Take it to the bank

Robert Reich, Clinton’s secretary of labor, argues for Wal-Mart’s inclusion into the banking/credit field:

I say, let Wal-Mart under the tent. Commercial banking is now one of the stodgiest and least-competitive parts of the American economy. Fees and prices are way too high. Service is lousy. The industry needs a shakeup. Have you ever had a bank give itself an interest-free “float” on your money while you waited two weeks for a check to clear? Have you ever filled out twenty-five forms to get a simple bank loan? Have you ever collected anything close to fair interest on money you keep in your checking account?

I guarantee you Wal-Mart’s low-price business model will force complacent bankers to do better.

I’ve still never been to a Wal-Mart, but they’re building one about 10 miles away, so maybe I’ll check it out.

More on Jacobs

Witold Rybczynski at Slate has a brief appreciation of Jane Jacobs’s work. He points out that Jacobs largely ignored the suburbs, which is putting it mildly. In her best-known book, she considers them solely as a negative, the way most urban theorists do. Which reminds me that I need to get back to reading Bruegmann’s Sprawl sometime soon, maybe before I make the leap into that Robert Moses book. Guess I oughtta get to reading Rybczynski’s City Life sometime, too.

(And I oughtta get back to some of my ruminations on Jacobs & New Orleans)

No double-whammy, no double-whammy!

The City Journal’s Steven Malanga explains why my home state sucks:

But today New Jersey is a cautionary example of how to cripple a thriving state. Increasingly muscular public-sector unions have won billions in outlandish benefits and wages from compliant officeholders. A powerful public education cartel has driven school spending skyward, making Jersey among the nation’s biggest education spenders, even as student achievement lags. Inept, often corrupt, politicians have squandered yet more billions wrung from suburban taxpayers, supposedly to uplift the poor in the state’s troubled cities, which have nevertheless continued to crumble despite the record spending. To fund this extravagance, the state has relentlessly raised taxes on both residents and businesses, while localities have jacked up property taxes furiously. Jersey’s cost advantage over its free-spending neighbors has vanished: it is now among the nation’s most heavily taxed places. And despite the extra levies, new governor Jon Corzine faces a $4.5 billion deficit and a stagnant economy during a national boom.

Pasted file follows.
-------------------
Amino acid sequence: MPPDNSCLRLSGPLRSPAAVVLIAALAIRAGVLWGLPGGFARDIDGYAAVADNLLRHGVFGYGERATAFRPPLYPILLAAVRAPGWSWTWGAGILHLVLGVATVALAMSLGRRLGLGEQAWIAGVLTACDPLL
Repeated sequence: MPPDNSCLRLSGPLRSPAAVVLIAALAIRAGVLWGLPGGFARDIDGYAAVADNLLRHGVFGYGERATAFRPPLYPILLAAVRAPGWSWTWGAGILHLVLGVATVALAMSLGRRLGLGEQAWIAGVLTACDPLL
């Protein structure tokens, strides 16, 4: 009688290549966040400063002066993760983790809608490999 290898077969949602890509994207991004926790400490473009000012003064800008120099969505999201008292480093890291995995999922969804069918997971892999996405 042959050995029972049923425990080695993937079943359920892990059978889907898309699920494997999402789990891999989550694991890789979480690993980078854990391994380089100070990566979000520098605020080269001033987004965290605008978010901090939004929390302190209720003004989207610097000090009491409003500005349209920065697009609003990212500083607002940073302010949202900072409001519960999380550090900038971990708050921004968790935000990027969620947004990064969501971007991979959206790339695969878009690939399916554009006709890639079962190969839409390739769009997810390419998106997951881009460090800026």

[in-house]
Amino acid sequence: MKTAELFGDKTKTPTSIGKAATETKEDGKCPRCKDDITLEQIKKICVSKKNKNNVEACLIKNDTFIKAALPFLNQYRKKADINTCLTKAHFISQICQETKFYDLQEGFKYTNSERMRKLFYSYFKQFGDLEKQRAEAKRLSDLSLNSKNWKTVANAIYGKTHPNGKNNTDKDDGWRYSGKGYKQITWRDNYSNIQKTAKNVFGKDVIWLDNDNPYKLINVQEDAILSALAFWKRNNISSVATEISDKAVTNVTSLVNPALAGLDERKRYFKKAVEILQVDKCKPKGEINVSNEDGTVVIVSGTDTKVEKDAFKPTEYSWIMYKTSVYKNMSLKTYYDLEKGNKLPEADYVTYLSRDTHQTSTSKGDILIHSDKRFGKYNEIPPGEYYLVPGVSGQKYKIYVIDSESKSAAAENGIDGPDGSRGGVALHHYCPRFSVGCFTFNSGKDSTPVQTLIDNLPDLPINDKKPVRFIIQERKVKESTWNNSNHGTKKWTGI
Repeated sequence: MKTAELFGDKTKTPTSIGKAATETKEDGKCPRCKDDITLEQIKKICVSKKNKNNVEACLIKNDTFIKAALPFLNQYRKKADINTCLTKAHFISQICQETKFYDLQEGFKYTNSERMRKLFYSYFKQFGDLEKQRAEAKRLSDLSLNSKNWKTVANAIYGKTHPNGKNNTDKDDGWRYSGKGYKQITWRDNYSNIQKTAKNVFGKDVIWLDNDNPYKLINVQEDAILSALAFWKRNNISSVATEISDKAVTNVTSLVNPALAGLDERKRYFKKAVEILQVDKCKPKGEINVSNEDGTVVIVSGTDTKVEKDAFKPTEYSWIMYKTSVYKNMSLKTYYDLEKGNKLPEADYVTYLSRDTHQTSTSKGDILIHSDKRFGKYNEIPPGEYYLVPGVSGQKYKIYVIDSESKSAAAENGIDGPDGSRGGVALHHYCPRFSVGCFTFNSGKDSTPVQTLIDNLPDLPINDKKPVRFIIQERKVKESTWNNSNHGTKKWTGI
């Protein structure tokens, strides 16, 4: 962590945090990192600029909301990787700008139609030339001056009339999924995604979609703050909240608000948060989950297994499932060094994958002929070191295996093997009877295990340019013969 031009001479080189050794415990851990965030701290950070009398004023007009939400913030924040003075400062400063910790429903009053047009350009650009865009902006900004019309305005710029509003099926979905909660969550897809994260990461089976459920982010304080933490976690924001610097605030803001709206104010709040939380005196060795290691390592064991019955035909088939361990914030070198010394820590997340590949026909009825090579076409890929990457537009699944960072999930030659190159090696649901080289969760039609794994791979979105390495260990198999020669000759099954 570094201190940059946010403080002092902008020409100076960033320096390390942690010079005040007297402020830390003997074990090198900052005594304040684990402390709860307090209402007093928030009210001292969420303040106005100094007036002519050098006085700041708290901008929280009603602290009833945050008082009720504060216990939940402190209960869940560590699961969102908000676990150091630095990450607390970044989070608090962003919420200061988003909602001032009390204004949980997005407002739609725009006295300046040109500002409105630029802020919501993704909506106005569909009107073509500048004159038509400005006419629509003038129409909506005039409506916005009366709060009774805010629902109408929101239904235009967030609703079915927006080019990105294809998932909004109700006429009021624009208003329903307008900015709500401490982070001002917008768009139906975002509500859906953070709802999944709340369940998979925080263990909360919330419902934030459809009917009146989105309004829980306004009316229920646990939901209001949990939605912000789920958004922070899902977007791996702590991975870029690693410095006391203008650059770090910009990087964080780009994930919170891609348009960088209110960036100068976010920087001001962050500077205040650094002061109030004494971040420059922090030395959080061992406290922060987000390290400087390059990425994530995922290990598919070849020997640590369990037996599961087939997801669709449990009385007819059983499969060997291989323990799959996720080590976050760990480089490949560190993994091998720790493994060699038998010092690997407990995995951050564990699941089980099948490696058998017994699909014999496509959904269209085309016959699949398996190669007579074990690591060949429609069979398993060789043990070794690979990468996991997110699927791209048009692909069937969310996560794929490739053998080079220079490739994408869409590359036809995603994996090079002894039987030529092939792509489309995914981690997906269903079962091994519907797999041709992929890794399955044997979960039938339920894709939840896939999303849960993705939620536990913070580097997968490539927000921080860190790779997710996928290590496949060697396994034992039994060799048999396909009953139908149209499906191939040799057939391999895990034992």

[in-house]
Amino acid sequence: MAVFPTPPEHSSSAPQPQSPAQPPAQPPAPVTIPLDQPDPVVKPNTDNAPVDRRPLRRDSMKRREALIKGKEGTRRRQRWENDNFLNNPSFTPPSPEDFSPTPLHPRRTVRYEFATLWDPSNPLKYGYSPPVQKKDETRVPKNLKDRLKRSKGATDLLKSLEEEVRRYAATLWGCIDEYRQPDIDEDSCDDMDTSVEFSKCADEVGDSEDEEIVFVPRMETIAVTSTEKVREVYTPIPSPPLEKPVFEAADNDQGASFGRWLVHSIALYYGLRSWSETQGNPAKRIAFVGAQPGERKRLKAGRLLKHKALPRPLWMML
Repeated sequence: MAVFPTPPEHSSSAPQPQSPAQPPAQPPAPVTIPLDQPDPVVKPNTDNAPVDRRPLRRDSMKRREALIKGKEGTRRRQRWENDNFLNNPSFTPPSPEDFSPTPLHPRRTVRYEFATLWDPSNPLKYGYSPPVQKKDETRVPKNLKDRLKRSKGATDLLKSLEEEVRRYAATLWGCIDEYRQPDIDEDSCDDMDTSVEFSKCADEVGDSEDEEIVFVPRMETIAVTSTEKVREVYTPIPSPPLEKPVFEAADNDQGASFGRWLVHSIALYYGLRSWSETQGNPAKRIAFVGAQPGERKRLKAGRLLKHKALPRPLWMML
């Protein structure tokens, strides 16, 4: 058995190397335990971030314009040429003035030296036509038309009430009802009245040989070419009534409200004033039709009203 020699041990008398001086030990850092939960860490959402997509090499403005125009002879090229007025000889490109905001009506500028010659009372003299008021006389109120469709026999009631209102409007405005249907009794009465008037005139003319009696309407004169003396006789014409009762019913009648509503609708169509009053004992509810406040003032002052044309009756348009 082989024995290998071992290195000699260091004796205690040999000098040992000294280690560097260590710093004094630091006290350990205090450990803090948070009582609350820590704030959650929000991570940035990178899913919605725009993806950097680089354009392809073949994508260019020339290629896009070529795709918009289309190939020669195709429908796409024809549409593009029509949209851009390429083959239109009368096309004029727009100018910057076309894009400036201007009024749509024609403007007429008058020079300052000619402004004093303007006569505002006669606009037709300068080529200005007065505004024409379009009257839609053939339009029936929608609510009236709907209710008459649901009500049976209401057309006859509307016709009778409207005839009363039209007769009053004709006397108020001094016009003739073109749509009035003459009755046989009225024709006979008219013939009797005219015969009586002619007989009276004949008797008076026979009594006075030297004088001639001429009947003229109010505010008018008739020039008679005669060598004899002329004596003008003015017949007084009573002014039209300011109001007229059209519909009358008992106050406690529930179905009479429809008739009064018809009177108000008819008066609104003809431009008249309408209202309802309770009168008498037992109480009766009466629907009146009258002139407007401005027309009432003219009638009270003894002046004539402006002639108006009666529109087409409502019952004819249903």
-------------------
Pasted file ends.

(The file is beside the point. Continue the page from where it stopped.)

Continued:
While over at the New York Times, we find out that my hometown is about to be put back on the EPA’s Superfund cleanup list:

Contractors hired by Ford dumped tons of paint sludge laced with toxic chemicals and other polluted debris in a remote area of Ringwood around two Revolutionary War-era iron mines. Some local residents, most of them members of the Ramapough Mountain Indian Tribe, have serious illnesses, including certain cancers and skin diseases that have been linked to the toxins. They also have leukemia rates that are twice the statewide average, according to a lawsuit they filed against Ford in January.

Double Down

(Stories that begin with “I was a pizza delivery man” tend to go in a different direction than this one, so I apologize in advance for the letdown.)

I was a pizza delivery man one summer during my college years. My mom and I lived in southeast Pennsylvania, in a nice town close to the ivy-covered halls of Swarthmore College and one of the most depressed cities east of the Mississippi. When friends from my hometown in NJ would come to visit, they’d follow my directions from Rt. 95 and look around nervously, wondering why my mom had chosen to move to a ghetto slum. Within a mile or two, as they approached Wallingford, their moods would brighten.

When I began delivering pizzas, one of the other drivers stood beside me and pointed to the map of the delivery area. The area of Chester, PA cut off to the east by 95 was covered with cross-hatched lines. It may as well have said, “No man’s land.”